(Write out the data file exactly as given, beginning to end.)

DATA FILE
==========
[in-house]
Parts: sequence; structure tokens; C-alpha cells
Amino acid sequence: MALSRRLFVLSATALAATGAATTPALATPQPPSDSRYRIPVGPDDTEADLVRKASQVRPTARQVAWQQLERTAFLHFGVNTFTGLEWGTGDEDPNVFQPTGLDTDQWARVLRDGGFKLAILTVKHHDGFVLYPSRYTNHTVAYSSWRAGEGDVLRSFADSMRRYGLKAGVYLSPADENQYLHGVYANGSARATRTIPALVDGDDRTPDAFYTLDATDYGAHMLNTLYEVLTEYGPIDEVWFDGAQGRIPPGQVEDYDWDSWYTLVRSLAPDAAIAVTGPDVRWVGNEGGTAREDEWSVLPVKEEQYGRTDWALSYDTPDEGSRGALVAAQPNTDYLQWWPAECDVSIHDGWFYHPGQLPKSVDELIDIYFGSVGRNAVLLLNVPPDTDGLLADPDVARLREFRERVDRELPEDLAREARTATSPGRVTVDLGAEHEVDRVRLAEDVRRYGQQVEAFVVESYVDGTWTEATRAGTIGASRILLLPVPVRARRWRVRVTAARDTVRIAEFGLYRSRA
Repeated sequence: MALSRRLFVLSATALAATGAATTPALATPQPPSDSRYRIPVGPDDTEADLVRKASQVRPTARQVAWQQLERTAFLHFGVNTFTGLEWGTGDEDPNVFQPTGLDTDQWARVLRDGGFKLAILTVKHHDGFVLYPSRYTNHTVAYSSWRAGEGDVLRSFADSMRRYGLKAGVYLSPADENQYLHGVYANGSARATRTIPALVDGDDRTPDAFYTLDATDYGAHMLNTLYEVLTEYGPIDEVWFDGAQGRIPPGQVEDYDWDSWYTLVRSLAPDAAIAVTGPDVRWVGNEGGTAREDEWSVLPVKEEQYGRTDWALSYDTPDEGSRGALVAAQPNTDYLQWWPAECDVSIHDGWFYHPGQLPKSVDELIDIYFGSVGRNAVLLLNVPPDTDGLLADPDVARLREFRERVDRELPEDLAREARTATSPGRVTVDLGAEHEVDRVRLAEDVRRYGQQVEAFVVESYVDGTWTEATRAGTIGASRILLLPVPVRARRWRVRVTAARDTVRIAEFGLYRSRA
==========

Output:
[in-house]
Parts: sequence; structure tokens; C-alpha cells
Amino acid sequence: MALSRRLFVLSATALAATGAATTPALATPQPPSDSRYRIPVGPDDTEADLVRKASQVRPTARQVAWQQLERTAFLHFGVNTFTGLEWGTGDEDPNVFQPTGLDTDQWARVLRDGGFKLAILTVKHHDGFVLYPSRYTNHTVAYSSWRAGEGDVLRSFADSMRRYGLKAGVYLSPADENQYLHGVYANGSARATRTIPALVDGDDRTPDAFYTLDATDYGAHMLNTLYEVLTEYGPIDEVWFDGAQGRIPPGQVEDYDWDSWYTLVRSLAPDAAIAVTGPDVRWVGNEGGTAREDEWSVLPVKEEQYGRTDWALSYDTPDEGSRGALVAAQPNTDYLQWWPAECDVSIHDGWFYHPGQLPKSVDELIDIYFGSVGRNAVLLLNVPPDTDGLLADPDVARLREFRERVDRELPEDLAREARTATSPGRVTVDLGAEHEVDRVRLAEDVRRYGQQVEAFVVESYVDGTWTEATRAGTIGASRILLLPVPVRARRWRVRVTAARDTVRIAEFGLYRSRA
Repeated sequence: MALSRRLFVLSATALAATGAATTPALATPQPPSDSRYRIPVGPDDTEADLVRKASQVRPTARQVAWQQLERTAFLHFGVNTFTGLEWGTGDEDPNVFQPTGLDTDQWARVLRDGGFKLAILTVKHHDGFVLYPSRYTNHTVAYSSWRAGEGDVLRSFADSMRRYGLKAGVYLSPADENQYLHGVYANGSARATRTIPALVDGDDRTPDAFYTLDATDYGAHMLNTLYEVLTEYGPIDEVWFDGAQGRIPPGQVEDYDWDSWYTLVRSLAPDAAIAVTGPDVRWVGNEGGTAREDEWSVLPVKEEQYGRTDWALSYDTPDEGSRGALVAAQPNTDYLQWWPAECDVSIHDGWFYHPGQLPKSVDELIDIYFGSVGRNAVLLLNVPPDTDGLLADPDVARLREFRERVDRELPEDLAREARTATSPGRVTVDLGAEHEVDRVRLAEDVRRYGQQVEAFVVESYVDGTWTEATRAGTIGASRILLLPVPVRARRWRVRVTAARDTVRIAEFGLYRSRA